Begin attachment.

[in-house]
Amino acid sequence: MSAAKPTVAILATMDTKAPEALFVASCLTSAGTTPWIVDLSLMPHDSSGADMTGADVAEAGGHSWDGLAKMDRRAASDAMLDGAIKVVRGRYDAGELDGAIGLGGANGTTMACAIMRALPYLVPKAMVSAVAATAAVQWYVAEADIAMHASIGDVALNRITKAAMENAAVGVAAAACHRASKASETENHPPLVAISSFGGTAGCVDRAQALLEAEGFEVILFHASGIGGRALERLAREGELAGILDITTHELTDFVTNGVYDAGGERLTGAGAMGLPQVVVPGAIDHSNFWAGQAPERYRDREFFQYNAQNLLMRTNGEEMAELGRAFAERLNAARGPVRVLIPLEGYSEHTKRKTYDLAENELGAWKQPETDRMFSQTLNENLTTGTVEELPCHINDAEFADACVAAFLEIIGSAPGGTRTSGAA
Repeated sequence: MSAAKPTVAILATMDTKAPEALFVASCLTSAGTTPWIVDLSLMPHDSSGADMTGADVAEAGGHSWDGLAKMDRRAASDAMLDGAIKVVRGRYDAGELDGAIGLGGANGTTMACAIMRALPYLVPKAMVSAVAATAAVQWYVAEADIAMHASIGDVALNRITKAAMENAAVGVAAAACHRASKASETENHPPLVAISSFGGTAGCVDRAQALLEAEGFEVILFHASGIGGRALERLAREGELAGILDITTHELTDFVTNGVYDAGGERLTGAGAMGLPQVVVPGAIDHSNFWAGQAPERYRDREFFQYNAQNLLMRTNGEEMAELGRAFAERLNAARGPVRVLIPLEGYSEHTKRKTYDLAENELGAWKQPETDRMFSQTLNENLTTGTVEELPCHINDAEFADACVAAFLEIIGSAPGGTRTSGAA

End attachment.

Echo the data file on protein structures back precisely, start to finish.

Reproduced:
[in-house]
Amino acid sequence: MSAAKPTVAILATMDTKAPEALFVASCLTSAGTTPWIVDLSLMPHDSSGADMTGADVAEAGGHSWDGLAKMDRRAASDAMLDGAIKVVRGRYDAGELDGAIGLGGANGTTMACAIMRALPYLVPKAMVSAVAATAAVQWYVAEADIAMHASIGDVALNRITKAAMENAAVGVAAAACHRASKASETENHPPLVAISSFGGTAGCVDRAQALLEAEGFEVILFHASGIGGRALERLAREGELAGILDITTHELTDFVTNGVYDAGGERLTGAGAMGLPQVVVPGAIDHSNFWAGQAPERYRDREFFQYNAQNLLMRTNGEEMAELGRAFAERLNAARGPVRVLIPLEGYSEHTKRKTYDLAENELGAWKQPETDRMFSQTLNENLTTGTVEELPCHINDAEFADACVAAFLEIIGSAPGGTRTSGAA
Repeated sequence: MSAAKPTVAILATMDTKAPEALFVASCLTSAGTTPWIVDLSLMPHDSSGADMTGADVAEAGGHSWDGLAKMDRRAASDAMLDGAIKVVRGRYDAGELDGAIGLGGANGTTMACAIMRALPYLVPKAMVSAVAATAAVQWYVAEADIAMHASIGDVALNRITKAAMENAAVGVAAAACHRASKASETENHPPLVAISSFGGTAGCVDRAQALLEAEGFEVILFHASGIGGRALERLAREGELAGILDITTHELTDFVTNGVYDAGGERLTGAGAMGLPQVVVPGAIDHSNFWAGQAPERYRDREFFQYNAQNLLMRTNGEEMAELGRAFAERLNAARGPVRVLIPLEGYSEHTKRKTYDLAENELGAWKQPETDRMFSQTLNENLTTGTVEELPCHINDAEFADACVAAFLEIIGSAPGGTRTSGAA